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SALT LAKE CITY — When it comes to big acts, March will be a little quiet in Salt Lake City (though Tool and Post Malone will both bring plenty of noise). But that just means there’s more time to check out artists a bit off the beaten path.
Here are four bands to check out this month.
Metro Music Hall, 615 W. 100 South, Salt Lake City
Sometimes it’s best just to chill out, and no one’s more chill than Best Coast.
Over five albums, the California surf duo comprised of Bethany Cosentino and Bobb Bruno has crafted a sound mixing the Beach Boys’ praise of the Golden State with The Beatles’ knack for melody.
They’ve got a brand new batch of songs to share on this tour. Their latest album, “Always Tomorrow” is less than a month old.
The State Room, 638 State Street, Salt Lake City
AC/DC may be the best rock 'n roll band of all time. The problem is they tour infrequently and, when they do, Salt Lake City is rarely on the itinerary.
But that doesn’t mean you can’t hear their songs live. For the past 20 years, Hell’s Belles — the only all-female AC/DC tribute band — has been rockin’ “Thunderstruck,” “For Those About to Rock,” and dozens of other hits.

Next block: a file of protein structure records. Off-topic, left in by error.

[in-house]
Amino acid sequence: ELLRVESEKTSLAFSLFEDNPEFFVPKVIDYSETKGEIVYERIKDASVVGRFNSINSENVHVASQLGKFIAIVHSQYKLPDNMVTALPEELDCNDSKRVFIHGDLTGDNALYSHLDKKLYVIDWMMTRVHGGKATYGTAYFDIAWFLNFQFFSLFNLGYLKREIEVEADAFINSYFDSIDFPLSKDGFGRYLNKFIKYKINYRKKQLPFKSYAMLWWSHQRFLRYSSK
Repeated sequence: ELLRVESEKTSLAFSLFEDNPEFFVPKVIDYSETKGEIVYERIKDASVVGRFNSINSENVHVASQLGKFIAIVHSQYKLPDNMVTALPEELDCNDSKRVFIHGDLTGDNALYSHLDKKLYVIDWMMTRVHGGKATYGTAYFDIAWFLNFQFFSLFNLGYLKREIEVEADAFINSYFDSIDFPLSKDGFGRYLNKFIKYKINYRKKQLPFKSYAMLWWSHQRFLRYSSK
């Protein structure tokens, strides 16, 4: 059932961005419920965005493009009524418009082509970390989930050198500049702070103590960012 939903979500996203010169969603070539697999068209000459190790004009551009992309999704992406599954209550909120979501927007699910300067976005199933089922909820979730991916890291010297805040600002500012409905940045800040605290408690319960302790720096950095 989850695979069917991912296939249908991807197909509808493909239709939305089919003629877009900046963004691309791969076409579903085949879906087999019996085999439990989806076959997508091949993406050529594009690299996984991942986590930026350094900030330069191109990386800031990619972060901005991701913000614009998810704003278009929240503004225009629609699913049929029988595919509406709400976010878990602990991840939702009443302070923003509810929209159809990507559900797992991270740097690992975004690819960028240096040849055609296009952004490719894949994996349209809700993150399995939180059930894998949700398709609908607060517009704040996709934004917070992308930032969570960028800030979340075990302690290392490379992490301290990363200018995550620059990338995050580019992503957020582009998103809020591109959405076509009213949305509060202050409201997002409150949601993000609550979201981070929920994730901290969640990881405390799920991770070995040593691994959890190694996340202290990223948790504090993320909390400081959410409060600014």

Not sure if they’re the real deal? AC/DC guitarist Angus Young says they’re the best AC/DC cover band he’s ever heard.
Eccles Theater, 131 S. Main Street, Salt Lake City
Seeing a band play at Eccles Theater is less like going to a concert and more like an evening at the theater.
It’s a fitting location for Wilco, whose latest album “Ode to Joy” thrives on space and quiet resonance. Though the six-piece band shows restraint on the album, there are enough floor stompers included to get even the classiest of theaters rocking.
The English Beat
The Commonwealth Room, 195 W. 2100 South, Salt Lake City
Rude boys and rude girls rejoice: The English Beat is coming!
Formed in 1979 in Birmingham, England, The English Beat (or The Beat, as they were known in their homeland) mixed reggae, punk and soul to help create the two-tone ska movement.
Forty years into their career, The Beat is still moving forward. Their 2018 album, “Here We Go Love,” shows singer Dave Wakeling and the band are still willing to mix and match genres. Maybe a fourth wave is upon us.
Local bands to see in March
If you’re looking to support local bands this month, you have plenty of music to choose from:
- March 6: Johnny Tightlips mix pop and punk at A Bar Named Sue (3928 Highland Drive, Salt Lake City).
- March 10: Salt Lake City emo rockers Sunsleeper play Urban Lounge (241 S. 500 East, Salt Lake City).
- March 11: Indie folk act Brother. play Soundwell (149 W. 200 South, Salt Lake City).
- March 20: Solarists bring danceable indie rock to Kilby Court (741 S. Kilby Court, Salt Lake City).